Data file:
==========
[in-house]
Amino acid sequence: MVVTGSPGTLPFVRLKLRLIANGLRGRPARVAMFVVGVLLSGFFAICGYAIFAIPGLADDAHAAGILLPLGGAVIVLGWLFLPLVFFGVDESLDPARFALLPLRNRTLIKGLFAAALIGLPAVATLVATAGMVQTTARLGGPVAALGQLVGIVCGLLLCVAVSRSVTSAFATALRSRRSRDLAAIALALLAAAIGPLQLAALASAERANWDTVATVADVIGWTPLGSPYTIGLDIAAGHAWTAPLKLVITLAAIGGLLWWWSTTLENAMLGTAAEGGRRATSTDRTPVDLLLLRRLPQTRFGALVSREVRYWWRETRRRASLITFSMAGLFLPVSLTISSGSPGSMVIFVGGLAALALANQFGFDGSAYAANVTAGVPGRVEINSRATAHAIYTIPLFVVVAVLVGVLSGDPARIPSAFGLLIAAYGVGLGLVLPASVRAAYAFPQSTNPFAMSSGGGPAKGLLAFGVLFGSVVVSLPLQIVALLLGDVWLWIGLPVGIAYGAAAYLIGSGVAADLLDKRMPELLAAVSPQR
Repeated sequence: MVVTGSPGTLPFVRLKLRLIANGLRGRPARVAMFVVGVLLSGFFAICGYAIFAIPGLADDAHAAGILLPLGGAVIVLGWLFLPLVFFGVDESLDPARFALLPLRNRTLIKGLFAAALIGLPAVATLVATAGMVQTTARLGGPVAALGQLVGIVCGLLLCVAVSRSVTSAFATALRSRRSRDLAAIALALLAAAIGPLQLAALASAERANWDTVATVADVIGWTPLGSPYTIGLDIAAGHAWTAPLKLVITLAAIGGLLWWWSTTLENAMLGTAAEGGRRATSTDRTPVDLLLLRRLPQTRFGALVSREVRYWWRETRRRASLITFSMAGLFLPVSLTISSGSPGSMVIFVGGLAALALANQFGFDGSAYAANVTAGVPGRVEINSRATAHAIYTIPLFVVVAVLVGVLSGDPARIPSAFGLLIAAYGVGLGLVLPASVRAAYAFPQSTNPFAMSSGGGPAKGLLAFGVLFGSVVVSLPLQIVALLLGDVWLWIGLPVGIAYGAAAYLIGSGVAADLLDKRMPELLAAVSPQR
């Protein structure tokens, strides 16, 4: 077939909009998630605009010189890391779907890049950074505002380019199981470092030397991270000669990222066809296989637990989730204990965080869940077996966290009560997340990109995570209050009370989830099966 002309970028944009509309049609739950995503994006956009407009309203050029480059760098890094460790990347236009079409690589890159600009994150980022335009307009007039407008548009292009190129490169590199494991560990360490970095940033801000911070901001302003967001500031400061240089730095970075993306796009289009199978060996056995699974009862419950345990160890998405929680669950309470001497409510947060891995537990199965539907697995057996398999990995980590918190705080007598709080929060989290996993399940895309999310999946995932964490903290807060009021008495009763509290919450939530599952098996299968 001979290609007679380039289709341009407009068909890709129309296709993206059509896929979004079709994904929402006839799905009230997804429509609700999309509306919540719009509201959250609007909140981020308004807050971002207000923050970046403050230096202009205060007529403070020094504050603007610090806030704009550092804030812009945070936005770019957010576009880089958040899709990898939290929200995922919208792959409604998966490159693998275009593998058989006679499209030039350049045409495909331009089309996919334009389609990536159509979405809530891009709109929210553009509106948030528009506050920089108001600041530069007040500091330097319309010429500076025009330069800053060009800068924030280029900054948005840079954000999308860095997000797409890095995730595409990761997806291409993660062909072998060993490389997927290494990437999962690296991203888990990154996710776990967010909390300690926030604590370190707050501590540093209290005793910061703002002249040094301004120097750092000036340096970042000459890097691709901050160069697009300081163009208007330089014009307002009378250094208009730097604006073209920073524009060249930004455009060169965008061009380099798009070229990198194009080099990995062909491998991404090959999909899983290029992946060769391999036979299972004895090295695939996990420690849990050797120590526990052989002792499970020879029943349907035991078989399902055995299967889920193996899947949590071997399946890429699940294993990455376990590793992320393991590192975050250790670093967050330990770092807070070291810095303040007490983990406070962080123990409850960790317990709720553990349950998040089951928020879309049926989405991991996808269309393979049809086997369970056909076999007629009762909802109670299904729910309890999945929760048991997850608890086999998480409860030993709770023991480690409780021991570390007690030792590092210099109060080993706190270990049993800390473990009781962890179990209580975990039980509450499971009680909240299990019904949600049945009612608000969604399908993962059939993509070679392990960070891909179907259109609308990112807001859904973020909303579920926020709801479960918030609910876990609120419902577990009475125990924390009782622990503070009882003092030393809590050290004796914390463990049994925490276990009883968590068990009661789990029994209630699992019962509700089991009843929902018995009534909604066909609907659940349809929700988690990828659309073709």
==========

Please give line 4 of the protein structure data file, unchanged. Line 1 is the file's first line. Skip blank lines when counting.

């Protein structure tokens, strides 16, 4: 077939909009998630605009010189890391779907890049950074505002380019199981470092030397991270000669990222066809296989637990989730204990965080869940077996966290009560997340990109995570209050009370989830099966 002309970028944009509309049609739950995503994006956009407009309203050029480059760098890094460790990347236009079409690589890159600009994150980022335009307009007039407008548009292009190129490169590199494991560990360490970095940033801000911070901001302003967001500031400061240089730095970075993306796009289009199978060996056995699974009862419950345990160890998405929680669950309470001497409510947060891995537990199965539907697995057996398999990995980590918190705080007598709080929060989290996993399940895309999310999946995932964490903290807060009021008495009763509290919450939530599952098996299968 001979290609007679380039289709341009407009068909890709129309296709993206059509896929979004079709994904929402006839799905009230997804429509609700999309509306919540719009509201959250609007909140981020308004807050971002207000923050970046403050230096202009205060007529403070020094504050603007610090806030704009550092804030812009945070936005770019957010576009880089958040899709990898939290929200995922919208792959409604998966490159693998275009593998058989006679499209030039350049045409495909331009089309996919334009389609990536159509979405809530891009709109929210553009509106948030528009506050920089108001600041530069007040500091330097319309010429500076025009330069800053060009800068924030280029900054948005840079954000999308860095997000797409890095995730595409990761997806291409993660062909072998060993490389997927290494990437999962690296991203888990990154996710776990967010909390300690926030604590370190707050501590540093209290005793910061703002002249040094301004120097750092000036340096970042000459890097691709901050160069697009300081163009208007330089014009307002009378250094208009730097604006073209920073524009060249930004455009060169965008061009380099798009070229990198194009080099990995062909491998991404090959999909899983290029992946060769391999036979299972004895090295695939996990420690849990050797120590526990052989002792499970020879029943349907035991078989399902055995299967889920193996899947949590071997399946890429699940294993990455376990590793992320393991590192975050250790670093967050330990770092807070070291810095303040007490983990406070962080123990409850960790317990709720553990349950998040089951928020879309049926989405991991996808269309393979049809086997369970056909076999007629009762909802109670299904729910309890999945929760048991997850608890086999998480409860030993709770023991480690409780021991570390007690030792590092210099109060080993706190270990049993800390473990009781962890179990209580975990039980509450499971009680909240299990019904949600049945009612608000969604399908993962059939993509070679392990960070891909179907259109609308990112807001859904973020909303579920926020709801479960918030609910876990609120419902577990009475125990924390009782622990503070009882003092030393809590050290004796914390463990049994925490276990009883968590068990009661789990029994209630699992019962509700089991009843929902018995009534909604066909609907659940349809929700988690990828659309073709």